A MISSED OPPORTUNITY SPARKED GOLDEN MOMENT
Silver didn’t sit so well four years ago, so organizers and athletes hatched a plan
They are the team that didn’t need to be led, but led they were, by pride and drive, adversity and a shared common goal — that of world domination — and, oh yes, love.
Tessa Virtue and Scott Moir, Patrick Chan, Eric Radford and Meagan Duhamel, Gabby Daleman, Kaetlyn Osmond, all on stage in a single room on the day they won the team figure-skating gold: They look like skaters, but they sounded like hockey players, grateful and cerebral.
Radford spoke of “little small moments,” the way Moir met his eyes and gave a nod just after the announcer had called his and Duhamel’s names and they went off to compete, or how he took his roomie Chan aside, after he’d had a couple of tough practices, and told him, “You don’t owe anybody anything. You go out there for yourself. We love you, we’re gonna support you.”
After the team event made its debut four years ago at Sochi, and the Canadians finished second, Moir and Duhamel, in particular, felt a nagging sense of something having slipped between their fingers.
Mike Slipchuck, the former skater who is now the highperformance director for Skate Canada, was feeling the same way. The three of them hatched the plot for world supremacy.
As Duhamel put it, “This was the plan. We made this plan … maybe we didn’t plan our team properly four years ago. I mean, silver was great but we missed the opportunity for gold. And there’s nothing worse than that little bit of disappointment.
“And it was decided we were going to put the best team forward for this gold medal, which meant that Eric and I had to compete four times in one week (in the regular pairs), and Patrick had to compete four times in a week and a half (in the coming singles event). We didn’t want to take any chances.
“Everyone was on the same page. We were taking this seriously.”
Never before have Duhamel and Radford had to compete so much in such a short time.
But, as she said, “you come to the Olympics in the best shape of your life — mentally, physically and emotionally. You’re on top of your game, and when you’re given the opportunity to compete at the Olympics, you compete as much as possible, because it won’t happen again, for me.”
She and Radford, like Virtue and Moir and Chan, are retiring after these Games.
Duhamel and Radford nailed first. Chan struggled through a tough short program, but turned in a superb long one to grab another first place and the big points which go with it. Osmond, in the short, and Daleman, in the long, got a third, and before Virtue and Moir even got on the ice, the team had enough points that the reigning world dance couple practically could have stayed on the couch eating bonbons and Canada still would have got the gold.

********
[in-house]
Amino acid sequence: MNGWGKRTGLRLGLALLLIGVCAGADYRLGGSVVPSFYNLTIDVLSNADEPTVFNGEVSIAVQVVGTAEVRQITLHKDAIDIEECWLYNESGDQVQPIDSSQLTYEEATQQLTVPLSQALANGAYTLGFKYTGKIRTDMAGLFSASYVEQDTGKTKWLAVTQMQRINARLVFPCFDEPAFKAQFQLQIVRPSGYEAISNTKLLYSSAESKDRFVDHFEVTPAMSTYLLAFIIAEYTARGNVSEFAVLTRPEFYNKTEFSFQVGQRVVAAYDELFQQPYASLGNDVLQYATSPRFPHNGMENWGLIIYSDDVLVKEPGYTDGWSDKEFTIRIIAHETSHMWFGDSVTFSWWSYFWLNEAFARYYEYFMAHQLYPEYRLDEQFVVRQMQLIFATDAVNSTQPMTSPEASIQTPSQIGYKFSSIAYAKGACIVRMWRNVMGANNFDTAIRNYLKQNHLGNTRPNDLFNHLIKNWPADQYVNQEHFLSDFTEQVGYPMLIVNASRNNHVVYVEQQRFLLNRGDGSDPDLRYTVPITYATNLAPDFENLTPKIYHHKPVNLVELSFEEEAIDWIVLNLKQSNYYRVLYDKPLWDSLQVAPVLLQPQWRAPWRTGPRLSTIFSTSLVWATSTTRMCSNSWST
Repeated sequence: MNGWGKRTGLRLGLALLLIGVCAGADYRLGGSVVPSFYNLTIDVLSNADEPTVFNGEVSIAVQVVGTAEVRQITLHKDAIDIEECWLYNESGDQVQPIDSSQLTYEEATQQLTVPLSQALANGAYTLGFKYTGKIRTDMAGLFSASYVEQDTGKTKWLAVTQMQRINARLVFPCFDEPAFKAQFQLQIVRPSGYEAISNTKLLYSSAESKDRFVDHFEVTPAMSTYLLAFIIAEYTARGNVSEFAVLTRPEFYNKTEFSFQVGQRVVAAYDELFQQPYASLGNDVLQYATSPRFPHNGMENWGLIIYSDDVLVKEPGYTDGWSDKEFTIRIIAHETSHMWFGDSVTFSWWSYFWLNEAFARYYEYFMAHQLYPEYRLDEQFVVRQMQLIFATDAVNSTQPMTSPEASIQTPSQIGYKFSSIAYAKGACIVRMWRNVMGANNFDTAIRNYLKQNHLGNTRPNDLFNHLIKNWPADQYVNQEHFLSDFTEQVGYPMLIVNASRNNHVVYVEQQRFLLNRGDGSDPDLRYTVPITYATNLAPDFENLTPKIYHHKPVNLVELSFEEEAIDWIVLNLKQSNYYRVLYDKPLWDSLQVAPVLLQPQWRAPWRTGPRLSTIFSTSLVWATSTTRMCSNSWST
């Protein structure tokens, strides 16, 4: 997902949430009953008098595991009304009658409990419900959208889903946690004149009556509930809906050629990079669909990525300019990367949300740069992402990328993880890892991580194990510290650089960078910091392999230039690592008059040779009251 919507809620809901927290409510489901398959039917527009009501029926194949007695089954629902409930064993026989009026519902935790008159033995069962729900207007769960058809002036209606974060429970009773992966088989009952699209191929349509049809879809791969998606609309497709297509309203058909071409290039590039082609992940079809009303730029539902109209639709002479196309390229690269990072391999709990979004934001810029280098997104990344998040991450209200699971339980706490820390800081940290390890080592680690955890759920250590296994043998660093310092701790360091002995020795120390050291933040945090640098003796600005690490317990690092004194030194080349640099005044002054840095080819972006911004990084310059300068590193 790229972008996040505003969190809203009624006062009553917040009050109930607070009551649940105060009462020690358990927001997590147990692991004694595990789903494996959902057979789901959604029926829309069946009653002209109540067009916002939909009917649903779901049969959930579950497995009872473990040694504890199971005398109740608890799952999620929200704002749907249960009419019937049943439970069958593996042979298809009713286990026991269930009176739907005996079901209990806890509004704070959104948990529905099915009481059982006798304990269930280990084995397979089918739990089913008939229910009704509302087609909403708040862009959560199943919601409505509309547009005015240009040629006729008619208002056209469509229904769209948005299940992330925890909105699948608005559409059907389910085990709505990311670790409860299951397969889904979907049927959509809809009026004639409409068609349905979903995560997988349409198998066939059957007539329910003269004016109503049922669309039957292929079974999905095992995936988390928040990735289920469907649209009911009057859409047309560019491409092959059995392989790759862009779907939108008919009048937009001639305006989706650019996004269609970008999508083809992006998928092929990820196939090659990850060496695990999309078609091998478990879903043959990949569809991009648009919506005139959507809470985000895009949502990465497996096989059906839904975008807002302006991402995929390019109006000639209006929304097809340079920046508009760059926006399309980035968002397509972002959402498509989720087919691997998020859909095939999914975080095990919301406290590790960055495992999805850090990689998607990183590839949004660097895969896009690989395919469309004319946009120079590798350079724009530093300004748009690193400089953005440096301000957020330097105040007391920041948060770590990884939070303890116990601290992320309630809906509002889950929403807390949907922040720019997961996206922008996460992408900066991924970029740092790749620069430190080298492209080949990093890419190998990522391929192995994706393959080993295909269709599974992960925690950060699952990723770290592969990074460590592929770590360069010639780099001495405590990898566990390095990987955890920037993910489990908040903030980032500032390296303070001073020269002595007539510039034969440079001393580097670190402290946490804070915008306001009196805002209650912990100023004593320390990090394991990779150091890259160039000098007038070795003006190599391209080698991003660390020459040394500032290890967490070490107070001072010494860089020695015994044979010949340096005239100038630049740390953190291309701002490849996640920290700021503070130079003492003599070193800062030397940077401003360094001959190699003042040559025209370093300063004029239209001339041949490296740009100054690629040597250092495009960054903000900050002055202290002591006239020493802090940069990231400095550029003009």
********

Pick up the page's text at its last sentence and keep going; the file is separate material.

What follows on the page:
Instead, of course, they put on the usual magnificent show.
Skating is usually a sport of individuals, at most two individuals working as a couple. With the kiss-and-cry, glittery costumes and makeup, the stuffed toys fans throw on the ice, it can also appear a little flaky.
Yet skaters are as tough as any athlete, and as capable of selflessness. Now, it’s just easier to recognize.
From their disparate little towns and with their different stories and challenges, these seven became a gold medal team.
Radford’s journey from Balmertown — a dot of about 1,000 people on the map of northwestern Ontario and a huge drive from Thunder Bay in one direction and Winnipeg in another — is not a bad metaphor.
He stayed there until he was 13, whereupon he moved, for his skating, to Kenora, which blew him away with its wondrous size and bright lights.
“I was like, ‘There’s so many more people,’ ” he said. The next year, he was off to Winnipeg. “I remember looking out the window
at the skyscrapers there,” he said. Now, when he goes back, he recognizes how small the Manitoba capital really is. Then it was onto Montreal, and the year after that, Toronto.
Now he’s 33, he’s seen the world, he’s engaged (to a man, Spanish skater Luis Fenero, he adores), and he knows what counts, what “transcends” he said, are the strong relationships.
“Who gets to go to the Olympics and stand on an Olympic podium with this group of people? It’s like one in a billion odds. I think we really appreciate one another. … There’s just such a lot of love, between all of us.”
Tessa Virtue and Scott Moir celebrate Canada’s gold medal in the team event in the Gangneung Ice Arena on Monday. Virtue and Moir, as well as Meagan Duhamel, Eric Radford and Patrick Chan, are retiring from competitive figure skating after the Games.